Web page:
This revenue stream is the complimented by the curious practice - as seen in the video - of throwing lei bills at the performer and his band. In exchange, the singer incorporates the name of the donor into his performance, freestyle. Thus the singer gets money and the donor gets to support and interact with the star, plus get prestige in the eyes of the fellow party guests.

Does any of this sound crass to you? Well, think about it - how is it any different from various proposals of how to generate a living for musicians in the digital age?


Boima said...

The Sierra Leone Refugee All Stars do something like this. Donors can do everything from a signed CD, to have VIP tickets at a show, to getting a song written for them, to just hanging out and eating Plasas.

I don't think it's a bad idea. It gets rid of the whole rockstar bull and makes the musician part of a community.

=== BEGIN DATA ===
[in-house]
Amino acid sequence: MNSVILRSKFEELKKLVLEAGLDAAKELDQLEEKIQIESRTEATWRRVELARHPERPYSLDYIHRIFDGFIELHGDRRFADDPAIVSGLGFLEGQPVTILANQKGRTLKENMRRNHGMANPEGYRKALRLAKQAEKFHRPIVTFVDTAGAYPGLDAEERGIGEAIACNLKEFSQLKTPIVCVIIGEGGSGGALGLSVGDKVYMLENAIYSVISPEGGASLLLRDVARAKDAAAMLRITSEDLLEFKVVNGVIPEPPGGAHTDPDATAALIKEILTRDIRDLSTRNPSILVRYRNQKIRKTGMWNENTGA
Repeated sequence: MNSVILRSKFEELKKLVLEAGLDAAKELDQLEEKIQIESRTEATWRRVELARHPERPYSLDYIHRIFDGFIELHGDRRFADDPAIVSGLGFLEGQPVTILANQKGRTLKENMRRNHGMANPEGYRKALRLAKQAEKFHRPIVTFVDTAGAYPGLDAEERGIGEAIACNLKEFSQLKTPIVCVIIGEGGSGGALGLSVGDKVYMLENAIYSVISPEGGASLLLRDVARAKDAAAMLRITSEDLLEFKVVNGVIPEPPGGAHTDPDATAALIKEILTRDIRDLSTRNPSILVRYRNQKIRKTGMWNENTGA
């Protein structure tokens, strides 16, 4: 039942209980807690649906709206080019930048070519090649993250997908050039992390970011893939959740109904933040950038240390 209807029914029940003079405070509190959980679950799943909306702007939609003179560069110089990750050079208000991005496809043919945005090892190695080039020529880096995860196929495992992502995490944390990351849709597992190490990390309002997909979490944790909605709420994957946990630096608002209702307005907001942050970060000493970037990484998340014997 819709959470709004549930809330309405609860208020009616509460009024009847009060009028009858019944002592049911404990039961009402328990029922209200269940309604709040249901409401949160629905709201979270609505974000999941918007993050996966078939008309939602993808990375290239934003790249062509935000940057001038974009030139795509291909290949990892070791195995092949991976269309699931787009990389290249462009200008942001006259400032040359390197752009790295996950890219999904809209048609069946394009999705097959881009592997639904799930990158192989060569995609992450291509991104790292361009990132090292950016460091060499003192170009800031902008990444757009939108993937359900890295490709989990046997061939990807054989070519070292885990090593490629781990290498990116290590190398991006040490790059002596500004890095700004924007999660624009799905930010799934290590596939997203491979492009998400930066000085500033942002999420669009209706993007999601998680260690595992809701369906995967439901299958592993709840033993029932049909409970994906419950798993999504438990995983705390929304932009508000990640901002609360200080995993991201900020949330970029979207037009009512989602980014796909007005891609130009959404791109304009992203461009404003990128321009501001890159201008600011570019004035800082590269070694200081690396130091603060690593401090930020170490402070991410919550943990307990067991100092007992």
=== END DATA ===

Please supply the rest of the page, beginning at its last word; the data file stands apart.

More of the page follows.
I think similar stuff happens as a dj. Whenever it's someone's birthday they want a shout out. Everyone has a request, some are willing to pay cash for it. The best dancing regulars are just as much part of the show as the djs.

Go Manele!

Birdseed said...

Yeah, it's palpable how close the artists are to the community here. When I was interviewing mogul Dan Bursuc all sorts of people were running in and out, random people booking events, he seemed right in the middle of a big social circle. If you look at any of the videos of live performances it's so obvious how they're down on the ground, next to the crowds, dancing and interacting-- I don't think I've even seen a raised stage, let alone any dividers.

The performers are very moderately styled and can look completely normal, too, no super-grooming here. Voice trumps looks any time (unless you're an eight-year-old boy).

Boima said...

You know last night I had an experience that is an interesting example of this artists/community thing.